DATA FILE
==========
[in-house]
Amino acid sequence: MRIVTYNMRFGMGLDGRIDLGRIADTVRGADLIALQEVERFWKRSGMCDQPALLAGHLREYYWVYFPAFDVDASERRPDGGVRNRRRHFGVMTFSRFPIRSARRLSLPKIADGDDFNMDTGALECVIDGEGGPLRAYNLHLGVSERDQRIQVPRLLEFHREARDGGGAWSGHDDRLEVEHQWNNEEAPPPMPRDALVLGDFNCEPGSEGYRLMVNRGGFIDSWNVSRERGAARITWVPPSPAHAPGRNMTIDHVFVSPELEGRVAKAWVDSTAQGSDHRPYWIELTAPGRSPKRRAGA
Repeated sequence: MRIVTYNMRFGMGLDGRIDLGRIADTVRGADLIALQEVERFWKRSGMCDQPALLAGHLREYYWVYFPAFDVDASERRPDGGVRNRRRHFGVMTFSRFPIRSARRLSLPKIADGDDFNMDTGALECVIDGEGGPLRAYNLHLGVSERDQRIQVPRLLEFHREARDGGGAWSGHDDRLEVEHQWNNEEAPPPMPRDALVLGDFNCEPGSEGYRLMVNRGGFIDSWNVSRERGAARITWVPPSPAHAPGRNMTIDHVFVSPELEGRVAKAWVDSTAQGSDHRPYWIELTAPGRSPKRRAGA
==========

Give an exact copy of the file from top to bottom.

[in-house]
Amino acid sequence: MRIVTYNMRFGMGLDGRIDLGRIADTVRGADLIALQEVERFWKRSGMCDQPALLAGHLREYYWVYFPAFDVDASERRPDGGVRNRRRHFGVMTFSRFPIRSARRLSLPKIADGDDFNMDTGALECVIDGEGGPLRAYNLHLGVSERDQRIQVPRLLEFHREARDGGGAWSGHDDRLEVEHQWNNEEAPPPMPRDALVLGDFNCEPGSEGYRLMVNRGGFIDSWNVSRERGAARITWVPPSPAHAPGRNMTIDHVFVSPELEGRVAKAWVDSTAQGSDHRPYWIELTAPGRSPKRRAGA
Repeated sequence: MRIVTYNMRFGMGLDGRIDLGRIADTVRGADLIALQEVERFWKRSGMCDQPALLAGHLREYYWVYFPAFDVDASERRPDGGVRNRRRHFGVMTFSRFPIRSARRLSLPKIADGDDFNMDTGALECVIDGEGGPLRAYNLHLGVSERDQRIQVPRLLEFHREARDGGGAWSGHDDRLEVEHQWNNEEAPPPMPRDALVLGDFNCEPGSEGYRLMVNRGGFIDSWNVSRERGAARITWVPPSPAHAPGRNMTIDHVFVSPELEGRVAKAWVDSTAQGSDHRPYWIELTAPGRSPKRRAGA